Walrus


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Subject: RE: BS: Good Thing OJ Doesn't Live in UK
From: SharonA
Date: 19 Jul 02 - 09:11 AM

Walrus: Now that makes sense. (But since when do governments do the sensible thing?)


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Subject: RE: BS: Good Thing OJ Doesn't Live in UK
From: McGrath of Harlow
Date: 19 Jul 02 - 09:13 AM

That would in itself involve "removing an age old protection" just as much as allowing a retrial of someone who has been found "not guilty".

Whether doing it that way is more or less controversial shouldn't make any difference. If people think is right to make a change like this, they should wish to make the change in the most open and unambiguous way.

That isn't what perjury is supposed to cover, otherwise everybody who has ever pleaded not guilty and been found guilty would be be liable to be done for it as well.


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Subject: RE: BS: Good Thing OJ Doesn't Live in UK
From: Ringer
Date: 19 Jul 02 - 12:06 PM

Um... (pedantry alert) isn't "double jeopardy" a concept that's being embraced by Mr Blunkett's White Paper, rather than being dropped, as Jed said in his initial post?

I notice that the European Union (hobby-horse alert) has no such effete reservations: both Ireland and Denmark are re-holding referendums whose outcomes didn't suit the European Elite. And, no doubt, they will continue to do so until their citizens vote the "correct" way.


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Subject: RE: BS: Good Thing OJ Doesn't Live in UK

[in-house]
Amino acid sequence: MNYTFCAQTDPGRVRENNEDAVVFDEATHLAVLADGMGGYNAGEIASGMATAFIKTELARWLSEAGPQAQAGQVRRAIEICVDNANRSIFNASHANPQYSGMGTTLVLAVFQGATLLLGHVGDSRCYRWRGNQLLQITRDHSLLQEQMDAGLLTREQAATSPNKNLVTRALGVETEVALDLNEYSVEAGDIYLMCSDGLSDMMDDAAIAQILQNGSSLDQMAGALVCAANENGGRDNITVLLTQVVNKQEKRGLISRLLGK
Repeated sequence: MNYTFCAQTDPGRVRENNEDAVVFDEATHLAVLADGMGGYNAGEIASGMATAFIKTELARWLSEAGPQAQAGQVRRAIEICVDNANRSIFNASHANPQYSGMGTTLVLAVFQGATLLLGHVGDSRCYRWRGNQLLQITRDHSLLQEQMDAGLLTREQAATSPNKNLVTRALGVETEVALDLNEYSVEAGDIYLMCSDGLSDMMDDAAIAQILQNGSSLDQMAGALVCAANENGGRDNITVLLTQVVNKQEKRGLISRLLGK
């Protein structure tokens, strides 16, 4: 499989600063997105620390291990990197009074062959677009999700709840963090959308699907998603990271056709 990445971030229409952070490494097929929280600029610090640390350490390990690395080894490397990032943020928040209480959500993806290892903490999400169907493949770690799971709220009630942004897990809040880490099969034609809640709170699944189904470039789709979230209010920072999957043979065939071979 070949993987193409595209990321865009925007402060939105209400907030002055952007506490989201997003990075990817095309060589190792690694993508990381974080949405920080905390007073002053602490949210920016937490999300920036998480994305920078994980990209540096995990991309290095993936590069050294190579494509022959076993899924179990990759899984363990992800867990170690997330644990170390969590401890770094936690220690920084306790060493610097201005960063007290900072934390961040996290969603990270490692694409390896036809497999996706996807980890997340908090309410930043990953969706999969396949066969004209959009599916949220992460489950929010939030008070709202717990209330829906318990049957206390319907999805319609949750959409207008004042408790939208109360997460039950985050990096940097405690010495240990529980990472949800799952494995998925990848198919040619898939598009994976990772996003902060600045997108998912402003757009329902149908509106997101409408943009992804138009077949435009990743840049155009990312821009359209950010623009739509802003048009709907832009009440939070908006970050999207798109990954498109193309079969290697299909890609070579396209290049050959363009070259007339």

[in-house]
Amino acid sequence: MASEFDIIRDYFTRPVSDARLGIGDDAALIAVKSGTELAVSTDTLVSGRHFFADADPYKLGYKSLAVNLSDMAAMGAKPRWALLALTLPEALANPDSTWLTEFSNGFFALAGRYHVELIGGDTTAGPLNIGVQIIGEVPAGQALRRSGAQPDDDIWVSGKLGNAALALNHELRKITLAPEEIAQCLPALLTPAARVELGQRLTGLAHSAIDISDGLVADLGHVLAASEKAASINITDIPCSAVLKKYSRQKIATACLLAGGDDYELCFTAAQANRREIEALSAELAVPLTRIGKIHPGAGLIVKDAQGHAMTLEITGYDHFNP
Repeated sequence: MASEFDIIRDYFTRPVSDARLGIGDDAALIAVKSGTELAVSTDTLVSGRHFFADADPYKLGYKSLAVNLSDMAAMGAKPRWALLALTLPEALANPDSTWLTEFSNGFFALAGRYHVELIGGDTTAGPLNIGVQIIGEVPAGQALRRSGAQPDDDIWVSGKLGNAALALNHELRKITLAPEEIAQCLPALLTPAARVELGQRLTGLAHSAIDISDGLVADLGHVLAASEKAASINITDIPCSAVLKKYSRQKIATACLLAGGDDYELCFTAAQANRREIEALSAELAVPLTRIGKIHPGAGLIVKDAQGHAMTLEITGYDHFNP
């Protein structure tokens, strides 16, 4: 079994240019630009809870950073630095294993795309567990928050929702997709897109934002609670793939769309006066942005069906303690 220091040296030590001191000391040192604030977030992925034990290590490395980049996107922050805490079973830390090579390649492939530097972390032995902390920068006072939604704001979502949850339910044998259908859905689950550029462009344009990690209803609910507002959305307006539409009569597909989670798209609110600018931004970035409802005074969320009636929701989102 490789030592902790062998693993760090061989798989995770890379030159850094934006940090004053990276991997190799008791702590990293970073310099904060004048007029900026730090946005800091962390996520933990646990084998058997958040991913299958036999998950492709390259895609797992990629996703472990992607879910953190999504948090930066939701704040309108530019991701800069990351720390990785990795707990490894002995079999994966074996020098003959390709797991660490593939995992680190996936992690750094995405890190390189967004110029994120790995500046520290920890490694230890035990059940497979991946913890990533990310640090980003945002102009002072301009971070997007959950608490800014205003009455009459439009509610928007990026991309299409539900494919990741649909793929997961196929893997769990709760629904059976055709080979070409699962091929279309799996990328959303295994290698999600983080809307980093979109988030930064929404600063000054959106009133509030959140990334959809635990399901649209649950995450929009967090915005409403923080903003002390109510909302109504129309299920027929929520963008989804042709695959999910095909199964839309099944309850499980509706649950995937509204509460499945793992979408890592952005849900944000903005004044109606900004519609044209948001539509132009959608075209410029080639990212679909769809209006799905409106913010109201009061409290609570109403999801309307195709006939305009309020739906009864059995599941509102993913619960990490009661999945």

From: McGrath of Harlow
Date: 19 Jul 02 - 02:05 PM

That's not quite the same. In a sense that's what happens every time we have a general election, we are asked if we haven't changed our minds since the last one. With the difference that in this case they stop having the elections when they've got the result they want.


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Subject: RE: BS: Good Thing OJ Doesn't Live in UK
From: Peter K (Fionn)
Date: 19 Jul 02 - 04:15 PM

The fundamental weakness in the UK and US systems is that the courts are required to determine guilt rather than what happened. Courts that are run on the inquisitorial principle have vastly wider scope to call for and examine all the evidence rather than merely that which relates to the potential guilt of those charged.

The inquisitorial system benefits from being less personalised on the defendant(s) and does not reult in the absurdity of certifying innocent parties "not guilty." It lends itself much more readily to the re-examining of cases where there is an obvious public interest. And when a case is re-opened, there will usually be much more evidence availabe for re-examination than is the case in the wake of a trial under the adversarial system.

I am fascinated by the unqestioning faith in DNA. There can be very few jurors who have even a hazy grasp of the science. Instead they must depend on experts, and experts have been found to be fallible and even corrupt.

At the least they will sometimes be predisposed under the adversarial system to help justice along, by going too far in helping convict whoever the police have convinced them is guilty.

There is also a much greater risk of cross-contamination with DNA than with much other forensic evidence.


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Subject: RE: BS: Good Thing OJ Doesn't Live in UK
From: Gareth
Date: 19 Jul 02 - 04:24 PM

One of the problems of the Anglo-Saxon criminal system is that any trial is based on an advesarial system, not a system of enquiry. With both sides, for want of a better description, presenting evidence within defined rules for a jury to adjudge.

It is not neccesarily an attempt to enquire into the truth. And that is the problem.

Gareth